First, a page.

8. Lower the average interest rate (on mortgage) to 7–8 percent (now it is just below 10, and order that hardly can be sabotaged as it is very clear. It also means lowering key CB rate too, or execution would be unfeasible and lover CB rate means cheaper credit in general).

9. Increase volume of housing built every year from 80 million to 120 million square meters (no sabotage here, short of directly falsifying of reports, and one hell of an order to carry out considering item 8. New and cheap construction technologies (like 3D printing) widespread use are needed, which he also mentioned).

10. Proceed from unit construction to project financing, when developers and banks, but not people, shoulder the risks (already in the works).

11. Revise the mechanism for calculating the tax and also the calculation of the cadastral value of property. One way or another, it must not exceed the real market value. All decisions regarding this must be taken without delay in the first six months of this year. (no comments, very explicit and gives no time to weaseling).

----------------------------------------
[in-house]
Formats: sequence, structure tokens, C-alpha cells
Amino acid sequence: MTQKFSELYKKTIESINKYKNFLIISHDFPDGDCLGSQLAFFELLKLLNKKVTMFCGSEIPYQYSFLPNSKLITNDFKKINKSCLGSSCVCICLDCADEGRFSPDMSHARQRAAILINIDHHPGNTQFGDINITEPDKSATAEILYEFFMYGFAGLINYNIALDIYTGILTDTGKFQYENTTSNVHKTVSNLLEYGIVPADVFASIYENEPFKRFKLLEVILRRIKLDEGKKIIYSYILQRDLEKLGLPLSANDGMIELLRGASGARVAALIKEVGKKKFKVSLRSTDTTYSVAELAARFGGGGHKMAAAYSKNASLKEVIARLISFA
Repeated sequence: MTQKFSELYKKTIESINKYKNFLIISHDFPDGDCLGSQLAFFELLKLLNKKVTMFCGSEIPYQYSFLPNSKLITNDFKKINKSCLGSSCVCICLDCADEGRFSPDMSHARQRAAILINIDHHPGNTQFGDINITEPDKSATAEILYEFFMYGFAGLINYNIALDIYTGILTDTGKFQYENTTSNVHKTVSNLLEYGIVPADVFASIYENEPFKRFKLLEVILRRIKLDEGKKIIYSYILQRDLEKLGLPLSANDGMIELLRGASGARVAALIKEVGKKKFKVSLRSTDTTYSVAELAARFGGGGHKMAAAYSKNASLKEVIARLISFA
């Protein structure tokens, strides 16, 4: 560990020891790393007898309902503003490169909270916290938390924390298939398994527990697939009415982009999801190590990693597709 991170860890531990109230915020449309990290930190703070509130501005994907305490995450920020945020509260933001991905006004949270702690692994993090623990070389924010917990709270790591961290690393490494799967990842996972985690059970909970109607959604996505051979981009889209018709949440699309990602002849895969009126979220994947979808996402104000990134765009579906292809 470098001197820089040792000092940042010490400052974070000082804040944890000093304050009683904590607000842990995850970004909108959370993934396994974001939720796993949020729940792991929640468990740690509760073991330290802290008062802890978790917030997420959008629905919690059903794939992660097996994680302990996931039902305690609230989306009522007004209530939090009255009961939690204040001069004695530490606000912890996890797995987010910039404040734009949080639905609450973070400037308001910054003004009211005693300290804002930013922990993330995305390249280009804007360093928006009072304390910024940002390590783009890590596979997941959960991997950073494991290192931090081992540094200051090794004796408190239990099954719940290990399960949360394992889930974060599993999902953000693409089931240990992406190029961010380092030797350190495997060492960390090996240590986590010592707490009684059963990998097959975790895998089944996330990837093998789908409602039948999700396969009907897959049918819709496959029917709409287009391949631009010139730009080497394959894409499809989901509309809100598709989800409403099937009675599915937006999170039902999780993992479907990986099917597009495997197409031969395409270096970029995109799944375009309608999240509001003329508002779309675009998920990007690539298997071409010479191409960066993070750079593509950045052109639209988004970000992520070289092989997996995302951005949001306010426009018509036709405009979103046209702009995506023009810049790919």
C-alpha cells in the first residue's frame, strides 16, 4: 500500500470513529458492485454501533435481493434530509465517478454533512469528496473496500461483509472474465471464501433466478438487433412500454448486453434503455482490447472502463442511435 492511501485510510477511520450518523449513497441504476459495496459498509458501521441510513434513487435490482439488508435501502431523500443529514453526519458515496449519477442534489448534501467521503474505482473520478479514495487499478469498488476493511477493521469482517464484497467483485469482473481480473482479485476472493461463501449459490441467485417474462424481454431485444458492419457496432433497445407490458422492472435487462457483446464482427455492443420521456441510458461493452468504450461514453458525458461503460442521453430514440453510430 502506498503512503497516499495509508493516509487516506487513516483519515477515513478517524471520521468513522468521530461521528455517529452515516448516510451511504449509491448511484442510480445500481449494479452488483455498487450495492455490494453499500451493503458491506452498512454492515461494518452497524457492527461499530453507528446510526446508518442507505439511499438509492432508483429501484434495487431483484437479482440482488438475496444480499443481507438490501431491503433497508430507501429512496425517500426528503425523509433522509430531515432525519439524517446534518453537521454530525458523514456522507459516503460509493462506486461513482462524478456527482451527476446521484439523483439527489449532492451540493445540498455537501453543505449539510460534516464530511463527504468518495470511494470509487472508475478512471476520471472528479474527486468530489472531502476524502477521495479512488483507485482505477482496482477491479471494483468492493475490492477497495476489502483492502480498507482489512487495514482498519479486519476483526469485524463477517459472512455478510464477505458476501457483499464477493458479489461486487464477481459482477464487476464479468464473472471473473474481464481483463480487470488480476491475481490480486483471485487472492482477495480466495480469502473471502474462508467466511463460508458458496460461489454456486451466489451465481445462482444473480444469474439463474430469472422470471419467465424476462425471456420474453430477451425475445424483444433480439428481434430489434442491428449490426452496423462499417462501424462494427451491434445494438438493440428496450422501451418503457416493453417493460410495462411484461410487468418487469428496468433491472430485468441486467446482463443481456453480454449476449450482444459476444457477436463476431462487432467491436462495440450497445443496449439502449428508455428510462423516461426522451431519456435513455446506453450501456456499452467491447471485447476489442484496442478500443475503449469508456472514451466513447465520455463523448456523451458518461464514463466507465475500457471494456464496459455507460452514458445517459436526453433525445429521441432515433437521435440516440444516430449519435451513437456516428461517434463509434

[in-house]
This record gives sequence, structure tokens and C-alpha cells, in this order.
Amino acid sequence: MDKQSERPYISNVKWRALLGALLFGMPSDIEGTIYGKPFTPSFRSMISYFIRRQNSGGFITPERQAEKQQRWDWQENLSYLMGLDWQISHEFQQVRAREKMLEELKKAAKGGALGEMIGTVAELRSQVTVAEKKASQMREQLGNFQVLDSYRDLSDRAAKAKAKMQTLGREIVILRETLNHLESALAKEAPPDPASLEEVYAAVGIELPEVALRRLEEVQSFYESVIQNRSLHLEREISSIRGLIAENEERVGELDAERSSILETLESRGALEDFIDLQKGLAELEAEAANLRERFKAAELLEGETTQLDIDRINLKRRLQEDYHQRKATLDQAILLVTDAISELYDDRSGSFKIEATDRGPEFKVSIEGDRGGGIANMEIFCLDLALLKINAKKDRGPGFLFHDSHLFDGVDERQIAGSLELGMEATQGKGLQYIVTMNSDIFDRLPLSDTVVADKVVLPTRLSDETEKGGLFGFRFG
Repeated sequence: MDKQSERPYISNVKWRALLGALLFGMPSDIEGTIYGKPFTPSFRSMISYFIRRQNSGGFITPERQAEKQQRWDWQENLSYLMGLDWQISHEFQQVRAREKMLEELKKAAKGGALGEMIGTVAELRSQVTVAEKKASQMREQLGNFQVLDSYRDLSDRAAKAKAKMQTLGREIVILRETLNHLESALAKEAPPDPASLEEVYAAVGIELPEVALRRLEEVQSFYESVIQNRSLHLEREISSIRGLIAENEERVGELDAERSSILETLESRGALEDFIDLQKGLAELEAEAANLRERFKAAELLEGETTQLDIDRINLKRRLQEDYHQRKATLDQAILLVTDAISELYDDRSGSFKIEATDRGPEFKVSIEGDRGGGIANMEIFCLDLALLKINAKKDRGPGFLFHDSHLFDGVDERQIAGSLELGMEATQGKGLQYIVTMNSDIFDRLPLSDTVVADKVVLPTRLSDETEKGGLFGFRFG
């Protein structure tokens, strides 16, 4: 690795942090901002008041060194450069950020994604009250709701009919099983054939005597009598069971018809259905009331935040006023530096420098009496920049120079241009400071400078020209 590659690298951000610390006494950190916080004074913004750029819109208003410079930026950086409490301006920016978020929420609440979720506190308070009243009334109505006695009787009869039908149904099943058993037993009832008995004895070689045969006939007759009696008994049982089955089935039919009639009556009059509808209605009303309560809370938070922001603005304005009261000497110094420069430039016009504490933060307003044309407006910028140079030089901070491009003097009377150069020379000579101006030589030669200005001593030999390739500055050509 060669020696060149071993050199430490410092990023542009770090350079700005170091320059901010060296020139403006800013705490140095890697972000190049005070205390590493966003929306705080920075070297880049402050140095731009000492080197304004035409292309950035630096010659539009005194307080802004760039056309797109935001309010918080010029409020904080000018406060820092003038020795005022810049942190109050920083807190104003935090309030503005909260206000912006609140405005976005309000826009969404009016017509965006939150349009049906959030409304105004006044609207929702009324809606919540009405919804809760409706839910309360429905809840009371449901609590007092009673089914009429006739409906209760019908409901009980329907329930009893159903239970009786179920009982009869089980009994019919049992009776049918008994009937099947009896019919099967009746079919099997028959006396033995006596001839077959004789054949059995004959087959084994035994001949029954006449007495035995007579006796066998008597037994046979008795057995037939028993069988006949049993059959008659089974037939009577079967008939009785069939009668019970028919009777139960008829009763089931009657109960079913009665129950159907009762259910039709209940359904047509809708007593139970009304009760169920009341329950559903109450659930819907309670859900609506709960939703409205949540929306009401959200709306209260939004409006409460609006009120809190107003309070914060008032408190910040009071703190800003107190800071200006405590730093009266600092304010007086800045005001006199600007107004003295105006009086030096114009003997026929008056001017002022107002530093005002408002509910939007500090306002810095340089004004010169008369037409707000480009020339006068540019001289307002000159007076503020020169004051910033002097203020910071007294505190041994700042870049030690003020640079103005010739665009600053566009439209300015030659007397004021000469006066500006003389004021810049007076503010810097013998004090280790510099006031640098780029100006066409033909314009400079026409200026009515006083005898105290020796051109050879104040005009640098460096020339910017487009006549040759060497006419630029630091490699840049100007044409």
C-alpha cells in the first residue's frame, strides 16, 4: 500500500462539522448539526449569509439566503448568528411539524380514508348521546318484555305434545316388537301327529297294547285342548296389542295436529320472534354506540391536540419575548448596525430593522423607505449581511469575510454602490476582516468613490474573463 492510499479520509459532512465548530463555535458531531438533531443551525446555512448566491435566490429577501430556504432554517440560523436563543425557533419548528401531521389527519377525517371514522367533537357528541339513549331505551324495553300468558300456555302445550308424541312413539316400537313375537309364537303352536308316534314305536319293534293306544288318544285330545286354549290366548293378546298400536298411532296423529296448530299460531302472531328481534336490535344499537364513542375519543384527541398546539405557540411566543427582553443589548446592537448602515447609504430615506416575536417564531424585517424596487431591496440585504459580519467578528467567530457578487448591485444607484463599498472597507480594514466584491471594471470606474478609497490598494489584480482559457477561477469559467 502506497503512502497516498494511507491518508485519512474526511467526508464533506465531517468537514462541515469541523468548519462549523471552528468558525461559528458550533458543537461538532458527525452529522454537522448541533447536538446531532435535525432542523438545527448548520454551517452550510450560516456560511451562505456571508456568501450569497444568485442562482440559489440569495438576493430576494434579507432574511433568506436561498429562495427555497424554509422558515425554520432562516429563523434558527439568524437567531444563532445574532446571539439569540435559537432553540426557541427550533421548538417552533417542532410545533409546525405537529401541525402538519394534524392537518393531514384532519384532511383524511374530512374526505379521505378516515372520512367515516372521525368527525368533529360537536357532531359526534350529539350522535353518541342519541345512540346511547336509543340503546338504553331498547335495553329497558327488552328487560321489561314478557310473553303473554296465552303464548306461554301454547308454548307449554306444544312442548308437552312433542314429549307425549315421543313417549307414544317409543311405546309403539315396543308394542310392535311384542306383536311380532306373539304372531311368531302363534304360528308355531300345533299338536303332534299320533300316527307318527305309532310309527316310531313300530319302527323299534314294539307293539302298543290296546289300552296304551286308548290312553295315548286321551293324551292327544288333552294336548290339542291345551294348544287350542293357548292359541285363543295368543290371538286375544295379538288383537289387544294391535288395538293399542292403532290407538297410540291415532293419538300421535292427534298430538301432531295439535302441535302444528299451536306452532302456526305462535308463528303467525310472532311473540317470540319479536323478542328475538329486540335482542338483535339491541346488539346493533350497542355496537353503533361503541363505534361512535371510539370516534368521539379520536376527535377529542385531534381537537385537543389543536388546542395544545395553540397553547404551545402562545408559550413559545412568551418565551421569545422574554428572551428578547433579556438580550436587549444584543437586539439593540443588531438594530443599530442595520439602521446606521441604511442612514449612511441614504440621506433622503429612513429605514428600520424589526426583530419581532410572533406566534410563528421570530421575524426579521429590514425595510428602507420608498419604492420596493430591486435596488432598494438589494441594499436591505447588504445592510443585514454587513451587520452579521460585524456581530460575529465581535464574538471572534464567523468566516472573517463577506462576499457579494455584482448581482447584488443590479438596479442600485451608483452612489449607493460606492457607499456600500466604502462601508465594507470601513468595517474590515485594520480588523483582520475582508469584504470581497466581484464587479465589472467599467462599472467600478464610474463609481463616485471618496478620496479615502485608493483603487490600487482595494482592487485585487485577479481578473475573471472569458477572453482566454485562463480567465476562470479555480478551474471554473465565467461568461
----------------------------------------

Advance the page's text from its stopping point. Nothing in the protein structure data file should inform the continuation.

12. In the next six years, we must almost double the spending on road construction and repairs in Russia and to allocate more than 11 trillion roubles for this from all sources (up from 6.4 trillion from 2012-17 period. He also demands use new tech, infrastructure mortgage loans and life cycle contracts – as opposed to non-stop road repairs in the middle of December due to fiscal income being through for spending only by around November. Highly sabotage-proof – as it is too detailed – and we are not down to decree yet.).

13. The throughput capability of the Baikal-Amur Mainline and the Trans-Siberian Railway will grow 1.5 times, up to 180 million tonnes, in six years (no comments. Of course you could screw with reporting, but only so much, being given EXACT target tonnage).